Oh.

 

 

*It stings!

**hug

 

PS: Antihistamines!

Bigmouth Strikes Again

I recorded this track a couple of years ago now.  It’s a bit wonky and off and all of that, but hey ho.

So yeah, bigmouth.  Made me think of someone who’s been in the news lately.

Sure.  He’s only joking.

Trumpton

Ach. The man is unavoidable. He’s everywhere. It feels like there’s no escape, but of course there is. I can just switch everything off. All the devices. I can stop reading headlines in the press kiosks in the street. I’ve done it before. I spent about eighteen months in a news-free-zone because, quite simply, I couldn’t cope with the constant onslaught of negative, destructive, depressing news. The headlines genuinely petrified me. Seeing the words Isis or Ebola had a particularly traumatic effect. I would freeze. Fight, flight or freeze had its victor. My stomach would knot and I’d brace myself for the subheading’s impact.

 

It took what feels like a long time to be able to trust the news again. For it to occupy a non-destructive place in my daily life. Switching it off entirely allowed me to focus on my own day to day. I protected my fragile consciousness and unconsciousness so as I would be able to function for my family and for myself. The headlines became messengers of fear. They only brought with them impending doom and never ending gloom. From then to now, nothing much has changed except there’s now that man who seems to be the embodiment of such bearings himself.

 

Mr Trump, in my lowly little opinion, is a complete prick. I absolutely cannot stand him. He loves the attention he receives. He doesn’t seem to understand that a lot of that attention is made of the same stuff that makes us slow down as we pass an accident on the motorway.  I don’t want to give him any bloody attention at all (even though I am writing a post about him. FFS). What I think would hurt him the most would be not getting the attention he craves. So I’m going to switch the negative, depressing, doom and gloom off.  Again.

 

I’m going to switch off the internet Trump news for a while and pass only a cursory glance at the kiosk’s headlines. It feels like it’s all a big reality show anyway and I’ve never been a fan of reality TV. Want some real reality TV? Remove your head from in front of your device / screen and look around. Notice your kid’s laughter. Or tears. Notice your partner’s new shirt or haircut. Make a cup of something you really like, the way you like it. Open the window and breathe in the air, no matter the diesel particulate level.

 

Note to self:  Switch Trump off. And then switch real life on.

A Wise Move?

Paris. The city of light, love and food. A city where it’s possible to eat out in a different restaurant or café more than 12,000 times and not go back to the same place twice. A city where I can find and eat, quite frankly, absolutely anything that takes my fancy. Be it vegan or veal, choucroute or chocolate, Californian cuisine or Parisian classic, I can and (faaar too often) do.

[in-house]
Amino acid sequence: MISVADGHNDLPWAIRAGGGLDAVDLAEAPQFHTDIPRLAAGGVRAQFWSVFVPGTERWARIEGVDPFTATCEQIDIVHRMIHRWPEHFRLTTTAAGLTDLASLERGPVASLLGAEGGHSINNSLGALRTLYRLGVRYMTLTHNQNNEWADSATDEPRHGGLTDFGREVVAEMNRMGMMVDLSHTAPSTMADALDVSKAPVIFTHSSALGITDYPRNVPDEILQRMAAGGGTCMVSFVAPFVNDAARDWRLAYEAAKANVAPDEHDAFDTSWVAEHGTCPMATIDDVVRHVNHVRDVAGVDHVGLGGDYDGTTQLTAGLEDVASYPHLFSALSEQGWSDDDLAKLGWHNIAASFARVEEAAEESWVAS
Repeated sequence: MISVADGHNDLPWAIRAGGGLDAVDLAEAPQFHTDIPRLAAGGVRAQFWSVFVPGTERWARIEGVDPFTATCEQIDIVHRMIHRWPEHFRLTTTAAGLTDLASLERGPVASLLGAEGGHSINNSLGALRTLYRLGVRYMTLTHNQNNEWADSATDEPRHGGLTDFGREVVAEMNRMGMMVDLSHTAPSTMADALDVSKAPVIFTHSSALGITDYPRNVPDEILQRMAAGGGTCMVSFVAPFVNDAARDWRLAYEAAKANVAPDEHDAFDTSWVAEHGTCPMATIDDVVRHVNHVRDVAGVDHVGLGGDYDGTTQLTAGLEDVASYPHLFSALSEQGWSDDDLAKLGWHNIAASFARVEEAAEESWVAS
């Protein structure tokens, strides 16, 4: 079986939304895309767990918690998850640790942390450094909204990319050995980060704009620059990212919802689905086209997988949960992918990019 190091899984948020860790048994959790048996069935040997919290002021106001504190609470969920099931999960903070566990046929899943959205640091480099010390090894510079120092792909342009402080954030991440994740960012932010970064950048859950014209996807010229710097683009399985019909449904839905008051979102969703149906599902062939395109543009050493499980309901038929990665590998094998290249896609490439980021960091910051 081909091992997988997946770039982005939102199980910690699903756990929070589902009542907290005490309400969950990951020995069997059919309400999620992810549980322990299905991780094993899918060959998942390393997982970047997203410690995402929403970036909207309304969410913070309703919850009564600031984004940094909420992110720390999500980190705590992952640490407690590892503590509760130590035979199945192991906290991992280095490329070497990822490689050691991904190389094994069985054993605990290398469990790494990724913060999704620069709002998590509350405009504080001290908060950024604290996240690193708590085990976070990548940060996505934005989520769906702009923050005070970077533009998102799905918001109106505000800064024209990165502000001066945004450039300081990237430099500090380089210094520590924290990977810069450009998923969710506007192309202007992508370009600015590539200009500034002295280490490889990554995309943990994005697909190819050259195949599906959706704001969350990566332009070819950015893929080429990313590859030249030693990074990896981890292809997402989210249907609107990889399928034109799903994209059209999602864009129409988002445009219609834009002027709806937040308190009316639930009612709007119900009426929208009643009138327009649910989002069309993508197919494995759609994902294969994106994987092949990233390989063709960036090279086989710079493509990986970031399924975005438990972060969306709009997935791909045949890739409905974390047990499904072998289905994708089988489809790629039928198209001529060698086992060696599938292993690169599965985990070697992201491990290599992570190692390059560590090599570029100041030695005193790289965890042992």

Paris is thus indeed a moveable feast, especially insofar as after you’ve feasted so damn much you’ve no choice but to move and lug those extra kilos around the city with you.

So this is where I am. Finding myself in Paris with those pesky extra kilos, made up mostly of salty butter, croissants, café cremes (with two white sugars every time), crepes, steak tartares and chips, stinky blue cheese and red wine. Quite a lot of red wine. These have been my Parisian weaknesses and they have been the cause of my top-button-undoing. Now, I seem to have decided to take matters in hand (as opposed to another chocolate macaron) and have signed up for a fitness and food plan.  A wise move?  D’yi think?

The program is all about being conscious and informed about what we put into our bodies and then what is sensible to do with them. We – the participants on this plan, made up of approximately 100 women from around the world, grouped together through the magic that is social networking – have been given a weekly food plan and we are encouraged to follow it along with some fat burning’, muscle growin’ exercises.

So, today was the first results day as we’ve now been following the plan for a week. The results are the differences in our body measurements. I have taken mine, both last Monday and today, and have duly noted them down for comparisons sake. I’ve also mostly followed the eating plan and feel proud to actually be absorbing the whole essence of the program (making smart choices and being healthy and habit aware) more than obsessing about calories and weight loss.

But here is why I want to write about this experience by way of a blog. See, it’s all got to do with being in Paris. In the winter. When I should be mostly eating duck cassoulet and Mont d’Or cheese and washing it all down with, yes, you guessed it, red wine. Instead, I’m eating much healthier and balanced choices which I’m finding to be delicious.  But let’s be honest, finding a meal plan delicious is boring. Nobody wants to read about someone who’s happy with it all. We like reading the details, the dirt, the hard bits, the fricking mortifying bits, the joys and the failures – and in my case – all within the glorious gourmet setting of Paris. And I think I might like writing about them all too so….lets do this!!

(First instalment to be posted soon 🙂 )